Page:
Dietary Fat Intake and Risk of Uterine Leiomyomata

A Prospective Ultrasound Study

Theodore M. Brasky; Traci N. Bethea; Amelia K. Wesselink; Ganesa R. Wegienka; Donna D. Baird; Lauren A. Wise

Disclosures

Am J Epidemiol. 2020;189(12):1538-1546. 

In This Article

Results

Baseline characteristics of SELF participants, stratified by total dietary fat intake, are shown in Table 1. With the exception of fish intake, participants' baseline characteristics were not appreciably associated with total dietary fat intake. Women who consumed more dietary fat were more likely to consume fish. Household income, body mass index, and reproductive factors including age at menarche, parity, age at first birth, years since last birth, and use of injectable progestin-only contraceptives were similar across categories of dietary fat intake.

Associations of energy-adjusted quartiles of total fat and individual fatty acid intakes with UL incidence are presented in Table 2 (reduced table) and Web Table 2 (full table). Hazard ratios comparing the highest versus lowest quartiles of fat consumption were: 1.08 (95% confidence interval (CI): 0.76, 1.52) for total dietary fat, 0.97 (95% CI: 0.67, 1.38) for SFA, 1.17 (95% CI: 0.83, 1.64) for MUFA, 0.91 (95% CI: 0.64, 1.31) for PUFA, and 0.83 (95% CI: 0.59, 1.18) for trans-fatty acids. Greater intake of each of the 3 marine ω-3 PUFAs was positively associated with UL incidence (quartiles 4 vs. 1: docosahexaenoic acid (PUFA 22:6) hazard ratio (HR) = 1.49, 95% CI: 1.04, 2.14 (P for trend = 0.01); eicosapentaenoic acid (PUFA 20:5) HR = 1.25, 95% CI: 0.87, 1.81 (P for trend = 0.06); docosapentaenoic acid (PUFA 22:5) HR = 1.22, 95% CI: 0.85, 1.75 (P for trend = 0.21)). The hazard ratios for quartiles 2, 3, and 4 versus 1 of total dietary marine ω-3 PUFA were 0.87 (95% CI: 0.59, 1.29), 1.14 (95% CI: 0.79, 1.66), and 1.35 (95% CI: 0.94, 1.93), respectively, and a linear trend was observed (P for trend = 0.03). Additionally, there was a suggestive association with intake of palmitoleic acid (MUFA 16:1) (HR = 1.42, 95% CI: 0.99, 2.04; P for trend = 0.10; Web Table 2). Hazard ratios for intakes of individual SFAs and trans-fatty acids, as well as the remaining MUFAs and PUFAs did not suggest appreciable associations.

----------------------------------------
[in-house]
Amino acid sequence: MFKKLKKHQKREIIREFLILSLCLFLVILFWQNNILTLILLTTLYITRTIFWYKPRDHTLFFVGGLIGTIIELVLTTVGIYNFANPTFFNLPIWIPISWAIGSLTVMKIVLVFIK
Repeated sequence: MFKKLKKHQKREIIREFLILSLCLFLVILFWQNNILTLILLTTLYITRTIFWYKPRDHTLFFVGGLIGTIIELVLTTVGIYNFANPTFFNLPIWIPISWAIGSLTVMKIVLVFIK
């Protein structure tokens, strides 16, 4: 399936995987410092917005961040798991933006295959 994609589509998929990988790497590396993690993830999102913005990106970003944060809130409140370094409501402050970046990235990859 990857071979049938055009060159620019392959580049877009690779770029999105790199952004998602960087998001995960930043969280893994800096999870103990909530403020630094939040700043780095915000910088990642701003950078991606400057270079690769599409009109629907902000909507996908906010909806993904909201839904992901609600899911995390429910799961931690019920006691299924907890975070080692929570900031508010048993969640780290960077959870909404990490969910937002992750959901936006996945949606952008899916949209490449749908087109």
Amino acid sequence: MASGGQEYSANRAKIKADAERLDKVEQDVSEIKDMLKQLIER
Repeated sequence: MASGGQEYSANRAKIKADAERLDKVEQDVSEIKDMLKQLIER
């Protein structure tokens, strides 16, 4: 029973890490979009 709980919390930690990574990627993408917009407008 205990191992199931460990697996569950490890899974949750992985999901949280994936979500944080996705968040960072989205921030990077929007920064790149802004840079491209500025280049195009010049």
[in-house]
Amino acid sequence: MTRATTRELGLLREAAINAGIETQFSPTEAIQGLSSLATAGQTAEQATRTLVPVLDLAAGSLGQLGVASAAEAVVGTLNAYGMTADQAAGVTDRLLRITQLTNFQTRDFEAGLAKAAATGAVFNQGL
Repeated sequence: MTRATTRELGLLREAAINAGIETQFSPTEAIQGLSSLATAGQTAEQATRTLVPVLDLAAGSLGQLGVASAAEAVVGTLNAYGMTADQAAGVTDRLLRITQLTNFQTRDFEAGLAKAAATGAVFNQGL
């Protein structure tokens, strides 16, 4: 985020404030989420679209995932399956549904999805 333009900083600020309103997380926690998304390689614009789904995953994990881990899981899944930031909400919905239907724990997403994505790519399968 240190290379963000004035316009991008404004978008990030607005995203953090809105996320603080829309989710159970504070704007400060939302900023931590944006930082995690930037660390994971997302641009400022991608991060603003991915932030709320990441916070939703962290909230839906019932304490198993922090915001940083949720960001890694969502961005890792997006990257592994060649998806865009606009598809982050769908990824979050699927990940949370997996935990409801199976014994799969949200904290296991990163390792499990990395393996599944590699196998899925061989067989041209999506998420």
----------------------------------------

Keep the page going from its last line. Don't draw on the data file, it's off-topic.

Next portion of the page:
Associations of fish intake and UL risk are given in Table 3. Similar to the marine ω-3 PUFAs, hazard ratios for total fish intake were also elevated: hazard ratio = 1.19 (95% CI: 0.93, 1.71), hazard ratio = 1.33 (95% CI: 0.93, 1.91), and hazard ratio = 1.37 (95% CI: 0.94, 2.00) for quartiles 2, 3, and 4 versus 1 (P for trend = 0.14), respectively. Associations were generally similar for fin fish and shellfish.

After excluding women who used progestin-only injectable contraceptives at baseline, findings for marine ω-3 PUFA were stronger (Table 4). For docosahexaenoic acid specifically, the hazard ratio comparing quartile 4 versus 1 was 1.59 (95% CI: 1.10, 2.30; P for trend < 0.01). Findings for palmitoleic acid were unchanged (data not shown).

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